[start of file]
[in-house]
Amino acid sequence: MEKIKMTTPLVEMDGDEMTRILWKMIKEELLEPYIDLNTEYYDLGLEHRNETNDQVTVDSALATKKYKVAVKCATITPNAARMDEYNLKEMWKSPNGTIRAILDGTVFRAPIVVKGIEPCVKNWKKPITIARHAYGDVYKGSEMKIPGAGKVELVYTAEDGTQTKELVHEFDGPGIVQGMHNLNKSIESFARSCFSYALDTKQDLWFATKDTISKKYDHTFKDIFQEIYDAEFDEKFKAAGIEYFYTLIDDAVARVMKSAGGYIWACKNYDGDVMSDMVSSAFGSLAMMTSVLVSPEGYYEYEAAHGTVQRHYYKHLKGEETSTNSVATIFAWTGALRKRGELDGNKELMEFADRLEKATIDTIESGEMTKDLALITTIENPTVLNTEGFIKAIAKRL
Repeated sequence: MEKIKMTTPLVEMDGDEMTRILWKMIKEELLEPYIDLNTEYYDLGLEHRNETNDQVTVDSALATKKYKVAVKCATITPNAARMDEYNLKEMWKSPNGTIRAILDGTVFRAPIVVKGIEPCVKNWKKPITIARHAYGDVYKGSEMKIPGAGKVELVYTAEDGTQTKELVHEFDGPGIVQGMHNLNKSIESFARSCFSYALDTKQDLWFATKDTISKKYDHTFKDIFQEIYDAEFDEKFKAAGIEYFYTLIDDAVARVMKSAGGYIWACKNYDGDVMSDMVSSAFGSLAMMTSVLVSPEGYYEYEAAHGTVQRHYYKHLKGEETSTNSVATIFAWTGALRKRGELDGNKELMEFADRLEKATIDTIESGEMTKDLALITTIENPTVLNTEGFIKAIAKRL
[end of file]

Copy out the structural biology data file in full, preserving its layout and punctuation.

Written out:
[in-house]
Amino acid sequence: MEKIKMTTPLVEMDGDEMTRILWKMIKEELLEPYIDLNTEYYDLGLEHRNETNDQVTVDSALATKKYKVAVKCATITPNAARMDEYNLKEMWKSPNGTIRAILDGTVFRAPIVVKGIEPCVKNWKKPITIARHAYGDVYKGSEMKIPGAGKVELVYTAEDGTQTKELVHEFDGPGIVQGMHNLNKSIESFARSCFSYALDTKQDLWFATKDTISKKYDHTFKDIFQEIYDAEFDEKFKAAGIEYFYTLIDDAVARVMKSAGGYIWACKNYDGDVMSDMVSSAFGSLAMMTSVLVSPEGYYEYEAAHGTVQRHYYKHLKGEETSTNSVATIFAWTGALRKRGELDGNKELMEFADRLEKATIDTIESGEMTKDLALITTIENPTVLNTEGFIKAIAKRL
Repeated sequence: MEKIKMTTPLVEMDGDEMTRILWKMIKEELLEPYIDLNTEYYDLGLEHRNETNDQVTVDSALATKKYKVAVKCATITPNAARMDEYNLKEMWKSPNGTIRAILDGTVFRAPIVVKGIEPCVKNWKKPITIARHAYGDVYKGSEMKIPGAGKVELVYTAEDGTQTKELVHEFDGPGIVQGMHNLNKSIESFARSCFSYALDTKQDLWFATKDTISKKYDHTFKDIFQEIYDAEFDEKFKAAGIEYFYTLIDDAVARVMKSAGGYIWACKNYDGDVMSDMVSSAFGSLAMMTSVLVSPEGYYEYEAAHGTVQRHYYKHLKGEETSTNSVATIFAWTGALRKRGELDGNKELMEFADRLEKATIDTIESGEMTKDLALITTIENPTVLNTEGFIKAIAKRL